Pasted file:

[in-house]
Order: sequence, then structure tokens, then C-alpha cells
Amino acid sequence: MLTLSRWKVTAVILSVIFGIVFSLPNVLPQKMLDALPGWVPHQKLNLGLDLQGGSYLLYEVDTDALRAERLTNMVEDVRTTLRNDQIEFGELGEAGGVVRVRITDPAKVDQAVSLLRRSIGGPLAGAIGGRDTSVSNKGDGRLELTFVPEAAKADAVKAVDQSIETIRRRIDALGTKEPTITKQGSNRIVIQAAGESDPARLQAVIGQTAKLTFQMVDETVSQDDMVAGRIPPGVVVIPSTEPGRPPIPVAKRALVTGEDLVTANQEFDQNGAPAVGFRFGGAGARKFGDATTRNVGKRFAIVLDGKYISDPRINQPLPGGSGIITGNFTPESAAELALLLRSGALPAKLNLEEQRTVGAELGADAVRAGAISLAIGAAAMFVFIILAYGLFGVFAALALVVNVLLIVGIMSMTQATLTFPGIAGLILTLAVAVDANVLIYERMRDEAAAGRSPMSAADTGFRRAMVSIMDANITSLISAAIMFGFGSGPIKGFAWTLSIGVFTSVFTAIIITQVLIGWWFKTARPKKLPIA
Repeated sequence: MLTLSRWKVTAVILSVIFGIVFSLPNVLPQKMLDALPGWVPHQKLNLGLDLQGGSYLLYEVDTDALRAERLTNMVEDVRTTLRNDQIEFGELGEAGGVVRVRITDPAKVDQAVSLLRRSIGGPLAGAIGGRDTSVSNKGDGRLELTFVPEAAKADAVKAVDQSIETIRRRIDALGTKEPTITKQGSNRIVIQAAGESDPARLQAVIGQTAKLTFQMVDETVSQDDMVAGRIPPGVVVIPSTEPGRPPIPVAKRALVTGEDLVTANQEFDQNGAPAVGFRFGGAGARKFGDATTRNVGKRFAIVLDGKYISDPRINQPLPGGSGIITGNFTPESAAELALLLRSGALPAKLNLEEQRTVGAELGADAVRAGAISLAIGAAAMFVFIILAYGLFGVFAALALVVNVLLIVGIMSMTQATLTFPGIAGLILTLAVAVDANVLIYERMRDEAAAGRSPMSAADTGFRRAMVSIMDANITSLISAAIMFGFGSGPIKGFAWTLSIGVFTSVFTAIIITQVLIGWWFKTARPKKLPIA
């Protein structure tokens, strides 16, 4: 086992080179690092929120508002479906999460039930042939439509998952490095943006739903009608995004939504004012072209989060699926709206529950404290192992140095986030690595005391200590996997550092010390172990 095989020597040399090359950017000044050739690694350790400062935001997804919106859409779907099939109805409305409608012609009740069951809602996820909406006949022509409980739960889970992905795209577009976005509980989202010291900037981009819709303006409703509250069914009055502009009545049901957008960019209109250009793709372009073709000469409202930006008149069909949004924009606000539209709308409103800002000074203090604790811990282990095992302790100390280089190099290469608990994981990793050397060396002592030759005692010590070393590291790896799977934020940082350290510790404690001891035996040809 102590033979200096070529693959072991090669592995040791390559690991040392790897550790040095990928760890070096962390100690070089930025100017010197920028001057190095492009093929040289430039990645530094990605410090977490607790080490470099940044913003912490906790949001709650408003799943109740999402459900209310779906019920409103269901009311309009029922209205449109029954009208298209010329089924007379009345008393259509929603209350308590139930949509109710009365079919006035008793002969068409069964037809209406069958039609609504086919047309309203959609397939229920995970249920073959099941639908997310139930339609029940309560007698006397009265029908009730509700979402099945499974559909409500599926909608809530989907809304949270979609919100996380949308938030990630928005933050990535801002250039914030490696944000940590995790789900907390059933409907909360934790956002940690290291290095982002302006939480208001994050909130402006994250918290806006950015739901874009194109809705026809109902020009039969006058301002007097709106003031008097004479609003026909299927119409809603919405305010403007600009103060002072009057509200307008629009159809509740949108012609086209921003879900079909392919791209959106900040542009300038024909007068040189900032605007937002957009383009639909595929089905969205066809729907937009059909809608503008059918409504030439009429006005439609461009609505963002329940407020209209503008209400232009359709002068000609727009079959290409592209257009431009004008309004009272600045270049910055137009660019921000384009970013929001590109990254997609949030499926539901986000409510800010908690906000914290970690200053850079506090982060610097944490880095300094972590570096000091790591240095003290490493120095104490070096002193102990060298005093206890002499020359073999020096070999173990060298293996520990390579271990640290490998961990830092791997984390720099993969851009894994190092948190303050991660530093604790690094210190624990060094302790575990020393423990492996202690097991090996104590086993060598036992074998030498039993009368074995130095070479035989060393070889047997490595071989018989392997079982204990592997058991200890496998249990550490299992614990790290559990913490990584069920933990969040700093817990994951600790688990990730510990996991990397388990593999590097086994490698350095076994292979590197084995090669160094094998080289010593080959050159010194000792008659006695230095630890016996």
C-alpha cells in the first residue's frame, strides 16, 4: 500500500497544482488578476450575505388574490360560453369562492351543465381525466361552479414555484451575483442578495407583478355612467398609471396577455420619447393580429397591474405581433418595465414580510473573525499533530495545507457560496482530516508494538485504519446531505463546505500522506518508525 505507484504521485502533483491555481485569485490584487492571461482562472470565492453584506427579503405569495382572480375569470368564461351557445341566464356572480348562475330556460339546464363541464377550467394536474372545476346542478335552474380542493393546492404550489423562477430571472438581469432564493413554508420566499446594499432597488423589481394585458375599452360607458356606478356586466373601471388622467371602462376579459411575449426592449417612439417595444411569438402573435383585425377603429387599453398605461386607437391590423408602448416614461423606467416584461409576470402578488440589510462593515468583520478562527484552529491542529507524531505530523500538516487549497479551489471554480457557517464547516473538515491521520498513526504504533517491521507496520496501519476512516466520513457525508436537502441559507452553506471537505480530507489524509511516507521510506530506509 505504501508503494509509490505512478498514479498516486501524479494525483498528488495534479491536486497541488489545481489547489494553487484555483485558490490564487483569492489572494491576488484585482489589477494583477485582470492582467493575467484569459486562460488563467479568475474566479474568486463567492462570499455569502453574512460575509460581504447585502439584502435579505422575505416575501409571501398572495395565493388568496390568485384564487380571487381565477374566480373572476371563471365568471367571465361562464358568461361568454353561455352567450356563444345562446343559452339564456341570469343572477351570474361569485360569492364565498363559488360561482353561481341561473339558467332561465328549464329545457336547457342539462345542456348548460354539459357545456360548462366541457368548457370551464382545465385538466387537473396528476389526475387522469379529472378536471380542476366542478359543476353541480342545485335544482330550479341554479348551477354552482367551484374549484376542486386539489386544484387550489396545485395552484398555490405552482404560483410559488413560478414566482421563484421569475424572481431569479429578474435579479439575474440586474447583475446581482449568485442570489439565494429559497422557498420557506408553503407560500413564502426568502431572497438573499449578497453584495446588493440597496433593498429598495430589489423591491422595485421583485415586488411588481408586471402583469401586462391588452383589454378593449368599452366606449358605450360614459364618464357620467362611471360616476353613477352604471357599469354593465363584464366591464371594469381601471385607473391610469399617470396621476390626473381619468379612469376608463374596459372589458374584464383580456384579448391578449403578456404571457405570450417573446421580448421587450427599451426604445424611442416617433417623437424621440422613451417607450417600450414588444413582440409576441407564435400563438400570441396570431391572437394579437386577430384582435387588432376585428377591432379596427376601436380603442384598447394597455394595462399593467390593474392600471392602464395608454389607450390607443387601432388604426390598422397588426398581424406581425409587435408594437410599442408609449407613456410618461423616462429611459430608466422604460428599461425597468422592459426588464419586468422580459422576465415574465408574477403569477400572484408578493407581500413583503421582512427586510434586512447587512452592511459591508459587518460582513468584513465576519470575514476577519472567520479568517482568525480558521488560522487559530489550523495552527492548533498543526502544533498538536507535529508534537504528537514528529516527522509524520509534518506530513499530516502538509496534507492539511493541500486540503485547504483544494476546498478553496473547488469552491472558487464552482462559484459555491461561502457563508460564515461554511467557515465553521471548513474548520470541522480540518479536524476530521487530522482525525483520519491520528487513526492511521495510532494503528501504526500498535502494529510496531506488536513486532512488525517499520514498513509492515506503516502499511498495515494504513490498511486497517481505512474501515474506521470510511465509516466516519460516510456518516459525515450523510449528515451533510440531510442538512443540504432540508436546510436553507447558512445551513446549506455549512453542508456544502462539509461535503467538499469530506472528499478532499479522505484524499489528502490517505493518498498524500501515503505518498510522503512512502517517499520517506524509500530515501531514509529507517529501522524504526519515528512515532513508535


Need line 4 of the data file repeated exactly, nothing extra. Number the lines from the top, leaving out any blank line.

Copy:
Repeated sequence: MLTLSRWKVTAVILSVIFGIVFSLPNVLPQKMLDALPGWVPHQKLNLGLDLQGGSYLLYEVDTDALRAERLTNMVEDVRTTLRNDQIEFGELGEAGGVVRVRITDPAKVDQAVSLLRRSIGGPLAGAIGGRDTSVSNKGDGRLELTFVPEAAKADAVKAVDQSIETIRRRIDALGTKEPTITKQGSNRIVIQAAGESDPARLQAVIGQTAKLTFQMVDETVSQDDMVAGRIPPGVVVIPSTEPGRPPIPVAKRALVTGEDLVTANQEFDQNGAPAVGFRFGGAGARKFGDATTRNVGKRFAIVLDGKYISDPRINQPLPGGSGIITGNFTPESAAELALLLRSGALPAKLNLEEQRTVGAELGADAVRAGAISLAIGAAAMFVFIILAYGLFGVFAALALVVNVLLIVGIMSMTQATLTFPGIAGLILTLAVAVDANVLIYERMRDEAAAGRSPMSAADTGFRRAMVSIMDANITSLISAAIMFGFGSGPIKGFAWTLSIGVFTSVFTAIIITQVLIGWWFKTARPKKLPIA